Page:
Sunrooms Increase or Reduce Energy Bills?

Answered by Brett ~ September 13, 2010 ~ No Comments

There's plenty of room outside our sunny south-facing living room in Madison, Wisconsin, to add a sunroom of about 6 x 14 feet. I'd like 4 x 6' well-insulated windows all along the 14-foot south side, and well insulated walls and ceiling. If left open onto the existing living room year 'round, do sunrooms like this increae, decrease, or not affect utility bills?

Claudia ~ Madison, Wisconsin

Brett Kulina

Claudia, if you don;t want your new sunroom to increase your energy bill, then it is probably best if you have the option to close off the new room from the rest of your home. Although the large windows and the southern exposure will certainly produce lots of radiant heat on sunny days, I can imagine some cold Wisconsin nights which might leave the sunroom a little chilly. Remember, even a well insulated sunroom is going to cool down during the night unless some sort of heat is available, and if not, the cooler room will draw heat away from the conditioned portion of your home. Of course, if you have the option to close off the room at night, then you will be able to control the inflow and outflow of heat, to and from the rest of your home.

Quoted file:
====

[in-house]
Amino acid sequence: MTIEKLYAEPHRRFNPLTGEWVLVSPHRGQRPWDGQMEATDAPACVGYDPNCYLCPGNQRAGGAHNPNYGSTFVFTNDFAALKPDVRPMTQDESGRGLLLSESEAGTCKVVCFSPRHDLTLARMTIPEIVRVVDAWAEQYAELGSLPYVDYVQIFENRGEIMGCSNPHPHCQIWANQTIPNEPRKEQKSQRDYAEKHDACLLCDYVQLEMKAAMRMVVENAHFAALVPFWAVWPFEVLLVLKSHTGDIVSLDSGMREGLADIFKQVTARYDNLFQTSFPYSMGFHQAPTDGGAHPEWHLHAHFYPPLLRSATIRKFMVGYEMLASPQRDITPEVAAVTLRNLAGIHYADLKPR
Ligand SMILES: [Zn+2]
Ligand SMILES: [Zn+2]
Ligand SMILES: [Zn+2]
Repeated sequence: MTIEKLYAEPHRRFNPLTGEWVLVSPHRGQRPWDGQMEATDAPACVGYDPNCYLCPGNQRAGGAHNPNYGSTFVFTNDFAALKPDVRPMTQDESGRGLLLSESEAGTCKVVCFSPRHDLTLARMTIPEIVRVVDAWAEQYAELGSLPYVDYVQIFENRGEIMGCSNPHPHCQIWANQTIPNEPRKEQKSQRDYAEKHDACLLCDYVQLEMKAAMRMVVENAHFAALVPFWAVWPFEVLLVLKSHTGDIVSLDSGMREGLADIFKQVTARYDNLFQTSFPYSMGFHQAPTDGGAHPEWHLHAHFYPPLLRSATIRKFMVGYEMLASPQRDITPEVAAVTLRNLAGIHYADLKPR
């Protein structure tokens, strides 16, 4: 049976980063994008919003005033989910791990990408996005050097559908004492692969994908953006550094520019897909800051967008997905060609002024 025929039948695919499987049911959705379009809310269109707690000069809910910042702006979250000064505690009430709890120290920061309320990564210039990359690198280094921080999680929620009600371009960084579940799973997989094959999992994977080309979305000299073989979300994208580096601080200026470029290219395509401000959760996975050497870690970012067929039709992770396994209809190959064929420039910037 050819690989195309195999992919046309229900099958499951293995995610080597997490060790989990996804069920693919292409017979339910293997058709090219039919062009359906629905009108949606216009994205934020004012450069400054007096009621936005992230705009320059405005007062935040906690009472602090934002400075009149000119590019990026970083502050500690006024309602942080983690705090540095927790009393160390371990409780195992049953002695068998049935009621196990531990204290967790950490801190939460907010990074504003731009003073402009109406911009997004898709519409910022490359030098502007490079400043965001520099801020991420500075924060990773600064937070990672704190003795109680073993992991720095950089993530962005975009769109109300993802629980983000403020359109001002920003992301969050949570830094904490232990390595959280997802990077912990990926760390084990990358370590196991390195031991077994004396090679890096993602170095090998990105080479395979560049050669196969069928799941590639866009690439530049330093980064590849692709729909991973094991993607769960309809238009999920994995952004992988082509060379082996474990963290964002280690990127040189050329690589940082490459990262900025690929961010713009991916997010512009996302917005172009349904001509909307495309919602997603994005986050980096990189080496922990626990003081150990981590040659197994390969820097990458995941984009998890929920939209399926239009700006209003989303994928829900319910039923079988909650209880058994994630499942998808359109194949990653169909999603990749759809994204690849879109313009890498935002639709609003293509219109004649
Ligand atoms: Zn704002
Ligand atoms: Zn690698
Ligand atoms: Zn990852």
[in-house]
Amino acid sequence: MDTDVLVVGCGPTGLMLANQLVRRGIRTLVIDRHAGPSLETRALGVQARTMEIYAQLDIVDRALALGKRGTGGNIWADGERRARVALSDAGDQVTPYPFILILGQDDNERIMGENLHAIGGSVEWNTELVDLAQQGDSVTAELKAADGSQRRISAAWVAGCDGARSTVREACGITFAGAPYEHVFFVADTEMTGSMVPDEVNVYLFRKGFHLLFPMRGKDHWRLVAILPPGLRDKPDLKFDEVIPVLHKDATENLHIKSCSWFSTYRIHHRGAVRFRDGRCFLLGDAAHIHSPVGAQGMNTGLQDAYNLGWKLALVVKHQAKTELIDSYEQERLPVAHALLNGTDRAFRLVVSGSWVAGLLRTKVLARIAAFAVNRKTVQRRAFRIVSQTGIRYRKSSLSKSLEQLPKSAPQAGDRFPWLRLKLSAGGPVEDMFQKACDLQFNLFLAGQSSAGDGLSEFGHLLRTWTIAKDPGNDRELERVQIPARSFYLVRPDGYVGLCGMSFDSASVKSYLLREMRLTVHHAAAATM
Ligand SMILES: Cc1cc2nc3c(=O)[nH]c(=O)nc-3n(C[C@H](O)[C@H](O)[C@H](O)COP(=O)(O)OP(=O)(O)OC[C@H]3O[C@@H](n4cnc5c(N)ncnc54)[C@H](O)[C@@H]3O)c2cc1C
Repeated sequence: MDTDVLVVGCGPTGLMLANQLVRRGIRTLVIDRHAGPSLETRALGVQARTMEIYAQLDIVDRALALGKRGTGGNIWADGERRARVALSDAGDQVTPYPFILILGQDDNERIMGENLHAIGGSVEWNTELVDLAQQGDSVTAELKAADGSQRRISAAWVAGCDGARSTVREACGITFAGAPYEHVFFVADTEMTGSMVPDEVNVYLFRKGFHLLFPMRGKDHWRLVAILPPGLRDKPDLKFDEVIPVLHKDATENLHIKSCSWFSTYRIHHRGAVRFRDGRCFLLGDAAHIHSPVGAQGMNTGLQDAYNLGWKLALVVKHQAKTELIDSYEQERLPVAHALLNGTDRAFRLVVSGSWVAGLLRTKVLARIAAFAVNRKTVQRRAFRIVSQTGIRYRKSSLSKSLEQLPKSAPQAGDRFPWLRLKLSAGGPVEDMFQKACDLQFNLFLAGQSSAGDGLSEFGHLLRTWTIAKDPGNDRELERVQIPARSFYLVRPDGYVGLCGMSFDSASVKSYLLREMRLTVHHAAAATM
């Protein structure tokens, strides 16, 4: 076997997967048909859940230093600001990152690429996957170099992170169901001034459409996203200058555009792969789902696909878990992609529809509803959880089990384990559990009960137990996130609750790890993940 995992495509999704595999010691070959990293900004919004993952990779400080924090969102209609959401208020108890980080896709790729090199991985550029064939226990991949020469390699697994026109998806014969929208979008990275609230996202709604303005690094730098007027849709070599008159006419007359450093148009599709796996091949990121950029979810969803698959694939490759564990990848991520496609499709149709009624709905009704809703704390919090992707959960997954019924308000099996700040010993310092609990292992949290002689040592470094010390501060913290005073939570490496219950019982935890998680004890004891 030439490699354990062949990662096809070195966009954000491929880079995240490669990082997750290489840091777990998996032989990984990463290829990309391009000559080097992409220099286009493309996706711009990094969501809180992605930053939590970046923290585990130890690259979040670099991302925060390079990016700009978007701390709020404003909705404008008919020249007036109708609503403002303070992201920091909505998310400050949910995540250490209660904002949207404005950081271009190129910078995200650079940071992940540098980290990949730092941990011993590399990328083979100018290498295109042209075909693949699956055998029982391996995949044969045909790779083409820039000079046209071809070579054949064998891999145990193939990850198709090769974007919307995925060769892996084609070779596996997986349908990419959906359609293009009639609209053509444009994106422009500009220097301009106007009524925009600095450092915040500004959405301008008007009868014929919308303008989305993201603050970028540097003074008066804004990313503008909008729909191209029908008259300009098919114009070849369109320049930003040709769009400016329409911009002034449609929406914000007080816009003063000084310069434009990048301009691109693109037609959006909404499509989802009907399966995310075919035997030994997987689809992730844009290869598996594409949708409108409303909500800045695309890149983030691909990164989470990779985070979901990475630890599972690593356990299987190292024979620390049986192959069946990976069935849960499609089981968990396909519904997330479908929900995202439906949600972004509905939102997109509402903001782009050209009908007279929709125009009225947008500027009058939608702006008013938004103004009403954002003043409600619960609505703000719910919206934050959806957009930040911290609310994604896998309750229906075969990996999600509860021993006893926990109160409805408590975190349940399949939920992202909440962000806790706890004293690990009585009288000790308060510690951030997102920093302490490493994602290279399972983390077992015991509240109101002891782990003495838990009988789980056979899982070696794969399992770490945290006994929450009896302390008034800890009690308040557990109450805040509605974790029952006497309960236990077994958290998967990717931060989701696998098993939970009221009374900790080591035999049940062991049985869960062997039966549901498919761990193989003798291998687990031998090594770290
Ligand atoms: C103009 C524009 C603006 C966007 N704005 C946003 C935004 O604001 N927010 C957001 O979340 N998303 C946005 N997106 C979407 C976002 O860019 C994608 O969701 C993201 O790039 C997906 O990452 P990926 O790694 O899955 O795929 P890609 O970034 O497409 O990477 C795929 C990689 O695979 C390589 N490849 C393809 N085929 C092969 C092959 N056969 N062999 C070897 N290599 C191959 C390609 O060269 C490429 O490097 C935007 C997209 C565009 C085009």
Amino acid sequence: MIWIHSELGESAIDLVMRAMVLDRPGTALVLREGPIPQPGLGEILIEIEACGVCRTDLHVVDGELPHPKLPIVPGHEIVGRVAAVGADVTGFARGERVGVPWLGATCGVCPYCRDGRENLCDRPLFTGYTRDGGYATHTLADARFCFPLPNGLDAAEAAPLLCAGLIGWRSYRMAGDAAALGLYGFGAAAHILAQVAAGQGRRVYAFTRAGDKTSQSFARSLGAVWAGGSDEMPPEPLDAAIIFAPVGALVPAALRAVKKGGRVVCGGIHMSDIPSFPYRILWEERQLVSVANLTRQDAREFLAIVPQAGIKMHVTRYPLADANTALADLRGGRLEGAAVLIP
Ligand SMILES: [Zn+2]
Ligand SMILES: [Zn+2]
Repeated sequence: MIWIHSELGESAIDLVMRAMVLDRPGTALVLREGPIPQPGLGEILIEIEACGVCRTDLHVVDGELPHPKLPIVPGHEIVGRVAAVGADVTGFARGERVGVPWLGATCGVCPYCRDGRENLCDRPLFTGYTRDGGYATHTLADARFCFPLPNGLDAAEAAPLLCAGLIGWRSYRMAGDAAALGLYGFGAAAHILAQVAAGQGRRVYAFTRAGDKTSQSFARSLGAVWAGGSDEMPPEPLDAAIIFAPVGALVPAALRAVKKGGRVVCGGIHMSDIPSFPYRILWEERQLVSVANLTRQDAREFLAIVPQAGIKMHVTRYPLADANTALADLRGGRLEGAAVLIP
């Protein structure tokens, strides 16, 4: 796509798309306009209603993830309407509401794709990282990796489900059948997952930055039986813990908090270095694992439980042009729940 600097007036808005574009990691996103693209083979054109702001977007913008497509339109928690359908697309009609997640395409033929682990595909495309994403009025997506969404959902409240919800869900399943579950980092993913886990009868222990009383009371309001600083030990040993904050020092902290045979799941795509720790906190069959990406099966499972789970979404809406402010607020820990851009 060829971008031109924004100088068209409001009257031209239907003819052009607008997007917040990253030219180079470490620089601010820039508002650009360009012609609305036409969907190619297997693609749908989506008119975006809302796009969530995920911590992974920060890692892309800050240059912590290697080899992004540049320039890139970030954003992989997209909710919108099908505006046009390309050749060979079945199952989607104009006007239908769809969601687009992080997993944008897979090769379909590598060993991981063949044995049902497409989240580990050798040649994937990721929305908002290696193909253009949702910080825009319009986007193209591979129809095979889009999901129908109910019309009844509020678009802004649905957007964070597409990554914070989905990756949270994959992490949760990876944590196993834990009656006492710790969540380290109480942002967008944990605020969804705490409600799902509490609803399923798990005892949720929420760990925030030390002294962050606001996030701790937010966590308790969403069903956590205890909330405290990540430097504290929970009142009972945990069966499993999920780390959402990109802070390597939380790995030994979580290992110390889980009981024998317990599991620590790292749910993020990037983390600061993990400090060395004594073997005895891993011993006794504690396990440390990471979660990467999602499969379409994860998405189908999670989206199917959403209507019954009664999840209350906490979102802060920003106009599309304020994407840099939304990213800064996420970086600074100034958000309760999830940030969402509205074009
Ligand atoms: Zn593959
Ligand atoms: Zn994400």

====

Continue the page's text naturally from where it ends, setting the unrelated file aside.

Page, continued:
You may want to consider installing a sliding glass door between your sunroom and the rest of your house, this way you can enjoy an open sunroom during the day and close it off at night. The sliding glass doors would also allow light to come into your home even when the door is closed, and visually the room would still appear to be open. If you want to see some savings on your energy bill, then you should use the glass doors as the "thermostat" for your sunroom, opening them to allow the collected solar heat into the house and closing the doors to keep heat from leaving your home. Good luck with your project and enjoy the new sunroom!

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